Synthesize the key concepts in organizational and executive coaching and formulate the strengths and weaknesses of the stated approaches to coaching.

BUSI 755


The purpose of this forum is to research and write a 600–750-word rough draft for the Thematic Integration of Faith and Learning Paper: SIGNIFICANCE OF EXECUTIVE COACHING TO BUSINESS

1. Define Organizational and Executive Coaching

2. Synthesize the key concepts in organizational and executive coaching and formulate the strengths and weaknesses of the stated approaches to coaching.

3. You must relate course concepts to specific biblical examples of coaching in both the Old Testament and the New Testament.

a. Cohesive understanding of why organizational and executive coaching is significant for advancing God’s purposes for business on earth.

4. Cite sources, including the course texts and scholarly sources, and include a reference list in current APA format.

Concepts to begin guiding your thought in this area are taken from key course texts and supplemental sources.

Underhill, McAnally, & Koriath (2007) reflect:

Rather than offering solutions, the coach helps the leader dare to look at inner resistance, to understand consequences, to find new strategies, and to practice—thus stretching beyond current limitations for new behaviors. (p. 26)

Organizations that create leadership development approaches linked to company strategies have answered key questions, such as: What is our business strategy? and, How do we develop leaders capable of executing our strategy? (p. 30)

What is the purpose for coaching? (p. 37) (How is the organization’s leadership viewed by peers and employees?)

The managing of key relationships is also critical to the success of the program. (p. 39)

Hunt & Weintraub (2017) discuss:

We are acutely aware that the preceding paragraph might already scare off some folks who are interested in improving their ability to coach their people. Please don’t be frightened! You don’t have to be perfect at this stuff to be effective. You have to be OK. Intent does matter here, along with your ability to receive feedback from those you coach. In reality, the relationship, as perceived by both parties, is just important if not more important than the techniques of coaching. Recent research, which we’ll rely on later in this and in several subsequent chapters, has confirmed this (Gregory & Levy, 2011). If you are genuinely trying to help and you occasionally jump into too quickly, and you’ve let your people know that you need their help to help them, you’ll do just fine. Yes, practice does help. Perfection, though, is not what you’re trying to achieve. This is a very human process. (p.6)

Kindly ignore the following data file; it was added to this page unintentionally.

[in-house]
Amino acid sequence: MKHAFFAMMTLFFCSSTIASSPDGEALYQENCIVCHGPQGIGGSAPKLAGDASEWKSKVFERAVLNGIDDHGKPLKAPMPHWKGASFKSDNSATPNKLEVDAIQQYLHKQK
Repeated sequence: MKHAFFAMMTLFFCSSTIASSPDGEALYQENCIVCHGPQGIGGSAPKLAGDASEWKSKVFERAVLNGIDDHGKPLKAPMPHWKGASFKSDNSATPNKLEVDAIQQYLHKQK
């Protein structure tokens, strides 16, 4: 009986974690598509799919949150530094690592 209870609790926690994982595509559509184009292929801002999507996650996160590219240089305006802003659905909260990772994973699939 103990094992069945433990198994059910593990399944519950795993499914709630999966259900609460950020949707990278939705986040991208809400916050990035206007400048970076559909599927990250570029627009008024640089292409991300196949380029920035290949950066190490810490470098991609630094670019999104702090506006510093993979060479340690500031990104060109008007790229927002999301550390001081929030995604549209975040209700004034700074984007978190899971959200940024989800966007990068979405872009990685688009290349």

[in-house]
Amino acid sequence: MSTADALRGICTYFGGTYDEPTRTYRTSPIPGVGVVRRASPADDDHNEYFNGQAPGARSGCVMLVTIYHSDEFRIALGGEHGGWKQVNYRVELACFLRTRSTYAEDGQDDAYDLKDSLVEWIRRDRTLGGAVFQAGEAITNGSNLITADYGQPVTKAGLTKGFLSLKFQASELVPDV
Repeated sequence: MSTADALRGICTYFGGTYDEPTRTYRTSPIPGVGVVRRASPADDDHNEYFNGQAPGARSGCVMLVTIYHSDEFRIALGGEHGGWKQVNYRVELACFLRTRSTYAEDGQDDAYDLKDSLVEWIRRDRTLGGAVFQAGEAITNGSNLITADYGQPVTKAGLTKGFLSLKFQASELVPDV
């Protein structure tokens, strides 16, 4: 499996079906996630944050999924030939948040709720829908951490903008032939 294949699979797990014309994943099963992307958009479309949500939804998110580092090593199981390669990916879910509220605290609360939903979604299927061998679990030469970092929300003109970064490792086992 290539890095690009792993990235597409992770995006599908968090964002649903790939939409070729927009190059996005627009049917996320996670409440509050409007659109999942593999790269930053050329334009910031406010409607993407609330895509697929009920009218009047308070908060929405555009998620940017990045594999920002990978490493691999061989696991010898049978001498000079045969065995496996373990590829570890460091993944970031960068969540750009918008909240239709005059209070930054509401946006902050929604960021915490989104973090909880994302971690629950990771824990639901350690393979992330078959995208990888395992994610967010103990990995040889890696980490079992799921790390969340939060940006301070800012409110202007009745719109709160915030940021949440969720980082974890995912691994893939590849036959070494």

As such, in addition to some basic skills, trust between the parties here is obviously a critically important enabling factor (Gregory & Levy, 2011). That’s why intent is so important. If you are really trying to help, not to punish, if you really do want to know what is happening with your people and their work, and if you behave accordingly (we’ll talk about this in great detail), sufficient trust will materialize in your relationships with your people for coaching to take place. (Of course, intent by itself will not be enough if you are inadvertently undermining your efforts to build trust by behaving in a fashion that contradicts your intent. This can happen without your awareness). (pp.6-7)


Egan, T., & Hamlin, R. G. (2014). Coaching, HRD, and relational richness: Putting the pieces together. Advances in Developing Human Resources, 16(2), 242-257. doi:10.1177/1523422313520475

Gilbert, C., De Winne, S., & Sels, L. (2015). Strong HRM processes and line managers’ effective HRM implementation: A balanced view. Human Resource Management Journal, 25(4), 600-616. doi:10.1111/1748-8583.12088

Hunt, J.M. & Weintraub, J.R. (2017). The coaching manager: Developing top talent in business. Thousand Oaks, CA: Sage. ISBN: 9781483391656.

Keller, T., & Alsdorf, K. L. (2012). Every good endeavor: Connecting your work to God’s work. New York, NY: Dutton. ISBN: 9780525952701.

Maltbia, T. E., Marsick, V. J., & Ghosh, R. (2014). Executive and organizational coaching: A review of insights drawn from literature to inform HRD practice. Advances in Developing Human Resources, 16(2), 161-183. doi:10.1177/1523422313520474

Underhill, B. O., McAnally, K., & Koriath, J. J. (2007). Executive coaching for results: The definitive guide to developing organizational leaders. San Francisco, CA: Berrett-Koehler Publishers. ISBN: 9781576754481.Zachary, L. J. (2006). Creating a mentoring culture: The Organization#s guide. Development and Learning in Organizations: An International Journal, 20(4) doi:10.1108/dlo.2006.08120dae.003

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